Precious newborn cheetah cubs will stare deep into your jaded soul

人の出会いは魅力的なものです。初めてでまだ相手をよく知らないほど、相手に惹かれていくものです。浮気は出会いの関数です。夫や妻、彼氏や彼女、どんな人にだって浮気の機会はあるでしょう。もしパートナーの怪しい言動が目に付いたら浮気調査を探偵に依頼してみましょう。その半数以上は無料相談だけで解決しています。
Those eyes.

Image: taronga western plains zoo

If you’ve yet to fill your quota of daily spluttering over baby animals, this should tip you right over the edge.

A group of six newborn cheetah cubs have been unveiled to the public, having arrived at Taronga  Western Plains Zoo in Dubbo, Australia.

The cubs were born to mama Kyan and papa Jana, on June 6, in the largest litter the zoo’s seen to date (usually the litters are about two to four cubs).

They make a tiny, tiny squeak at this point, which is enough to make you splutter like a choking pelican at your desk.

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They’ll rely on Kyan until they’re about 18 months, and during this time she’ll not only provide food for the little critters, but teach them a few hunting skills. The cubs will also practice scratching, climbing and chasing behaviours on each other, but mostly on their poor mama.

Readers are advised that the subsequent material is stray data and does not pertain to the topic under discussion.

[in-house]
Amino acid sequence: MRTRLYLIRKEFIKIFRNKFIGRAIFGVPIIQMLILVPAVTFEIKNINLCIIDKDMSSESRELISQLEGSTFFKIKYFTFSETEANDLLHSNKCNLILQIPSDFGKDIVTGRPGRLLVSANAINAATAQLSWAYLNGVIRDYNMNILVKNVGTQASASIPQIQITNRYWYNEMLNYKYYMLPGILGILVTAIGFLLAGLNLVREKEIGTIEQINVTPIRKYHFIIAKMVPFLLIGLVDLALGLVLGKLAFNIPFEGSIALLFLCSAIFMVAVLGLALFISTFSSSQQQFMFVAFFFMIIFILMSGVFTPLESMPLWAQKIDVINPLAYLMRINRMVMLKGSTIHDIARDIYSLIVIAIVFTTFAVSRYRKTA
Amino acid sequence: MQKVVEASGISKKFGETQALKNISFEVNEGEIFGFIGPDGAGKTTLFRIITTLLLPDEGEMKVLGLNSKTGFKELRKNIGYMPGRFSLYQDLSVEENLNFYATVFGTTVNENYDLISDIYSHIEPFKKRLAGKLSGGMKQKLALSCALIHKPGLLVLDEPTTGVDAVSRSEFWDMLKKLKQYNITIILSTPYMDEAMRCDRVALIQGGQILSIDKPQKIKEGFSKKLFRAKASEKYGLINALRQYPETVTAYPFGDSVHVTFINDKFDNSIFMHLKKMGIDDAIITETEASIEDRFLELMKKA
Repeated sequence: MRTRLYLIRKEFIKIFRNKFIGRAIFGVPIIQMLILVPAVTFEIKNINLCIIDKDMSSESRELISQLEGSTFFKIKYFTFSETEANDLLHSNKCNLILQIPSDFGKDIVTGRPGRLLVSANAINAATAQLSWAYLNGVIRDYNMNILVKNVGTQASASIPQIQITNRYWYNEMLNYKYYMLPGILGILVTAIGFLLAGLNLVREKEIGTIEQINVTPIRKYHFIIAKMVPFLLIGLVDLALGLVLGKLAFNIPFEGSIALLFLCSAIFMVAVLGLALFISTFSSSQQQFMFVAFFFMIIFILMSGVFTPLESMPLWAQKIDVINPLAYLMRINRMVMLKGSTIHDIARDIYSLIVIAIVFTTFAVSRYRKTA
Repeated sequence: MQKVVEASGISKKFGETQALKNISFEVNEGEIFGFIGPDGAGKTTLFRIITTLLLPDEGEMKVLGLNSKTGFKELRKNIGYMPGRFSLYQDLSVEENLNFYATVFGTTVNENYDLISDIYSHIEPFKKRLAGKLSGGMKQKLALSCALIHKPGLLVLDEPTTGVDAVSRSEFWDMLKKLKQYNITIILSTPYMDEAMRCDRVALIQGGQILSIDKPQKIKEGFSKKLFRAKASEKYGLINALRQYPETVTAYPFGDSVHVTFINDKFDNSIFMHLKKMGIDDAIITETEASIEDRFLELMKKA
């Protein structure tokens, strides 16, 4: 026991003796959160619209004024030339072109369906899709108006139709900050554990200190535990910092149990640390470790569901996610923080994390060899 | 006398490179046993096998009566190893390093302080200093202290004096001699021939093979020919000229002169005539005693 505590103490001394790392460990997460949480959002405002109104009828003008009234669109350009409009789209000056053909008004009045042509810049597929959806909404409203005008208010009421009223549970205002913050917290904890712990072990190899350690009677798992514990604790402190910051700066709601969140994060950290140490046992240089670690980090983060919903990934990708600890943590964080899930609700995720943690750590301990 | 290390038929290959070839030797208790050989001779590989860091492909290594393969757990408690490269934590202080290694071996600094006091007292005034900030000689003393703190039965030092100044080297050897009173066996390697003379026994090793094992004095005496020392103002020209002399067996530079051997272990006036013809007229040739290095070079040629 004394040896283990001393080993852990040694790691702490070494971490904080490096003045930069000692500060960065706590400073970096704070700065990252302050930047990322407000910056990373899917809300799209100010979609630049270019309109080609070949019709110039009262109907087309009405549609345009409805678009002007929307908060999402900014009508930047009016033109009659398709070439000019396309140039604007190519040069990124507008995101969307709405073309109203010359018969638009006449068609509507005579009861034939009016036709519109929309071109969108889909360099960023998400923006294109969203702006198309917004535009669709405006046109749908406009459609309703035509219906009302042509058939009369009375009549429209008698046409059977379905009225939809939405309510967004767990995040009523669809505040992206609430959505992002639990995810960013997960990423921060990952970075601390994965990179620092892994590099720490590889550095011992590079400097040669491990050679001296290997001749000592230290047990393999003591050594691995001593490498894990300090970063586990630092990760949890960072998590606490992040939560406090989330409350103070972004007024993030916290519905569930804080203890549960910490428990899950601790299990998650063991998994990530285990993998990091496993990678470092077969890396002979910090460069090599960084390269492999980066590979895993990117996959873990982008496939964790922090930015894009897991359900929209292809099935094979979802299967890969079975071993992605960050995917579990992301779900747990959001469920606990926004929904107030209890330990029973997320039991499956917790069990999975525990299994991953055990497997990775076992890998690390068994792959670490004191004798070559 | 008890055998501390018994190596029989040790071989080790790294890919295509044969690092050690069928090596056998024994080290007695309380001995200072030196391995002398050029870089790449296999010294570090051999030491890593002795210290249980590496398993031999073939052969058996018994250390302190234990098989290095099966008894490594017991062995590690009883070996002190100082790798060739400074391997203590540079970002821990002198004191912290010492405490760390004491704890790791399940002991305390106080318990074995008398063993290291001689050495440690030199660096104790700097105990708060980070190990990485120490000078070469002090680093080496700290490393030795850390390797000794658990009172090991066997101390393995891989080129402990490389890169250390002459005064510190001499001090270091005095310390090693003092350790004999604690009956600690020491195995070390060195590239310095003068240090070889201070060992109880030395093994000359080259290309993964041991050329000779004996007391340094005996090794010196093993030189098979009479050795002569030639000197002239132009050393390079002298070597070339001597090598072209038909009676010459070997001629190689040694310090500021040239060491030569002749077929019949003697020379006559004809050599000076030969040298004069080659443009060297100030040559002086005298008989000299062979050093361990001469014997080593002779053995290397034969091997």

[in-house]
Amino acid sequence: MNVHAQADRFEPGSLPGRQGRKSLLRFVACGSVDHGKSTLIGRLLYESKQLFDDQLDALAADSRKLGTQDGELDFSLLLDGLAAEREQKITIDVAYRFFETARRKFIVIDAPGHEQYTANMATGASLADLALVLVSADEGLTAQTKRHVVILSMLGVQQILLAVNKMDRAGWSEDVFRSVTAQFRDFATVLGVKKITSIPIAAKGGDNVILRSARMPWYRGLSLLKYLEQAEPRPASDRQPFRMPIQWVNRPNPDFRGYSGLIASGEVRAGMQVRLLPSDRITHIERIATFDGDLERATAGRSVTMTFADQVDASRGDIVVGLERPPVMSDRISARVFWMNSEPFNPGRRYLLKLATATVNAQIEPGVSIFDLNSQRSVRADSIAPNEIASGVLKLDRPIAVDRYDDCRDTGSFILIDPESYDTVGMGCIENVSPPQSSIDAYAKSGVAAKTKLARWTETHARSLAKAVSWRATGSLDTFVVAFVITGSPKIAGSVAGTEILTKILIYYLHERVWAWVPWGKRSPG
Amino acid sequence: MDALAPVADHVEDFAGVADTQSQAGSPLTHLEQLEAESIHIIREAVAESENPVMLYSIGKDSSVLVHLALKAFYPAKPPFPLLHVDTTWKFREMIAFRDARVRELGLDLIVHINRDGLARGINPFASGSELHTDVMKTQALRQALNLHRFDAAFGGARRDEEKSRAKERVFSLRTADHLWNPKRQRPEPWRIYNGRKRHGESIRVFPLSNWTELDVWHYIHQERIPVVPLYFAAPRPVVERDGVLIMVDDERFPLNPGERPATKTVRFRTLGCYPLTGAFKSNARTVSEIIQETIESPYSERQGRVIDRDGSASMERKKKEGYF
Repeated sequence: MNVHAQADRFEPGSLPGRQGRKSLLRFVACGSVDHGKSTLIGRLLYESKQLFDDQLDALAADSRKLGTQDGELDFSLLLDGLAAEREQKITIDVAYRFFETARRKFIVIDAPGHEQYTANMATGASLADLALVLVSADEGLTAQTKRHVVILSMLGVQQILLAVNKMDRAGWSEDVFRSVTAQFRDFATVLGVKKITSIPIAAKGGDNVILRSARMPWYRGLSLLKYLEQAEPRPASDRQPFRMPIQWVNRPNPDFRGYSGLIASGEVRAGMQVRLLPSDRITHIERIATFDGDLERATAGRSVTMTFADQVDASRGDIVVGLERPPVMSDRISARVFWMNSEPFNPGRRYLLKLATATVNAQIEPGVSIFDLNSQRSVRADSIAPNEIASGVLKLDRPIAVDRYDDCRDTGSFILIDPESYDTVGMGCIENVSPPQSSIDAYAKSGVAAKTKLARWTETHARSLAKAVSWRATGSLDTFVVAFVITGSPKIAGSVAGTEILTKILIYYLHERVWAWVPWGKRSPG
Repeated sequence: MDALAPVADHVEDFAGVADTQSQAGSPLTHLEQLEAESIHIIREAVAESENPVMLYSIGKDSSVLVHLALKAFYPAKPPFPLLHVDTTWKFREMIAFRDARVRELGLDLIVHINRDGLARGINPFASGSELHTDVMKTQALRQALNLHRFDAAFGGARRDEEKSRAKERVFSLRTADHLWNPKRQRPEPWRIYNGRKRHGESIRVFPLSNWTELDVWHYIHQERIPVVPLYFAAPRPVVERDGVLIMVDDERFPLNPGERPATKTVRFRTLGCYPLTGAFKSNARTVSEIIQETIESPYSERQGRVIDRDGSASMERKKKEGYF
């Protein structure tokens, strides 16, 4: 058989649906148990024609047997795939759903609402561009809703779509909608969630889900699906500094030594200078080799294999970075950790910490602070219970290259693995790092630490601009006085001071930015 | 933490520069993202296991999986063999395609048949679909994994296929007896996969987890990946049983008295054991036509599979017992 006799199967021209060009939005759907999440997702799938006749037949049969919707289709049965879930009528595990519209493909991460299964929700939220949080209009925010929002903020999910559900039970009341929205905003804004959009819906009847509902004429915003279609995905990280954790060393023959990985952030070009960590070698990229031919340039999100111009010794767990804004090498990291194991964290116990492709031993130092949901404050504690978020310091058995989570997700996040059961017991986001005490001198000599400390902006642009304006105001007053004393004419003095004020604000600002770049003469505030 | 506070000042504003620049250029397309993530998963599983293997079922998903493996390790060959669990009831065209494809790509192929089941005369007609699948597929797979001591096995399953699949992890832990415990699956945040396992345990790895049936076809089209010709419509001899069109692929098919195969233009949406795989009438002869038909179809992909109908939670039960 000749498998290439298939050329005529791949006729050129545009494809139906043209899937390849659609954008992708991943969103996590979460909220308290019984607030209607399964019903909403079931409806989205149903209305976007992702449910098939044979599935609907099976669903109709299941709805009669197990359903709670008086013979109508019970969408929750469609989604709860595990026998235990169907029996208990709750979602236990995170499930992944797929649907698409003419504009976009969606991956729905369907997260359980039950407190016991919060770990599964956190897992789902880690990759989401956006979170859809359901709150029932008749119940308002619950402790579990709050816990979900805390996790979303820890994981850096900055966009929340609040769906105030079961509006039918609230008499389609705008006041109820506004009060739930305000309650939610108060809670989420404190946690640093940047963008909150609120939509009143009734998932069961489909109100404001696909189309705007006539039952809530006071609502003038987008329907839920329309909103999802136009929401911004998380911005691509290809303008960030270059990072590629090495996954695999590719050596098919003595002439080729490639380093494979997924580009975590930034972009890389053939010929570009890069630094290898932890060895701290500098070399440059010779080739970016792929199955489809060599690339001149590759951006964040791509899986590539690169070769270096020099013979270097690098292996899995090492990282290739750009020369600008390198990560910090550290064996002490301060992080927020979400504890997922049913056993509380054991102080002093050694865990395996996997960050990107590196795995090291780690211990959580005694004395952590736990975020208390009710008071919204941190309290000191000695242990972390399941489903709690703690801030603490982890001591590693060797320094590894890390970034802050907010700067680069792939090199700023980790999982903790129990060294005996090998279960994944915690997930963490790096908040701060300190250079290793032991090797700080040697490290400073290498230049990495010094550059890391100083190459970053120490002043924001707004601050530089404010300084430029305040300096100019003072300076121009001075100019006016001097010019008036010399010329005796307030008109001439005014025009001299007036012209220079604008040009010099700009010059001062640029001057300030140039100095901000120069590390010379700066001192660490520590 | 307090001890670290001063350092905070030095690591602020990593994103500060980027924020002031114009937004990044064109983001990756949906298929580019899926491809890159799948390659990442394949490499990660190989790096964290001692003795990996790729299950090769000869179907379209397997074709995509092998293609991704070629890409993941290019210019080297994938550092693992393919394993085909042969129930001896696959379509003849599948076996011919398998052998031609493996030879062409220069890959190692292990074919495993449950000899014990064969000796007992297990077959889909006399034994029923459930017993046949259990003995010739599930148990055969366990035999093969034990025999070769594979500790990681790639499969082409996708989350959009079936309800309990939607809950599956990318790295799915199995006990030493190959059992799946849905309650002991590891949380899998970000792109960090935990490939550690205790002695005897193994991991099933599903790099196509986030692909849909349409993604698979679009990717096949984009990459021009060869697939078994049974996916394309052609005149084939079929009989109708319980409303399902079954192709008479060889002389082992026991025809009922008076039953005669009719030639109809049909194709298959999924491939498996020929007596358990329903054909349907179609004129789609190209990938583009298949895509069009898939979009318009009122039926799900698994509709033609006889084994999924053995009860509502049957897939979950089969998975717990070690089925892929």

Western Plains says little cheetah teeth are razor sharp from a young age. Poor Kyan.

“Kyan is showing very positive maternal  behaviour,” said cheetah supervisor Jennifer Conaghan in a press statement. “Having so many cubs at one time is her biggest challenge, but she is being a very attentive and patient mother.”

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Cheetahs are currently classified as vulnerable on the International Union for Conservation of Nature Red List — a group of scientists recently demanded the IUCN list the cheetah instead as endangered.

In the wild, cheetah populations are threatened with habitat  destruction, prey reduction and human-wildlife conflict. The known cheetah population is estimated by the IUCN as 6,700 animals distributed across 29 subpopulations, mainly in Southern and Eastern Africa, and these numbers are in decline.

The zoo has been breeding cheetahs since the 1980s — they’ve currently got a total of 17 of the big cats. So, these six little cubs are pretty great news for the global big cat population — and for humans who love squealing at images of them.

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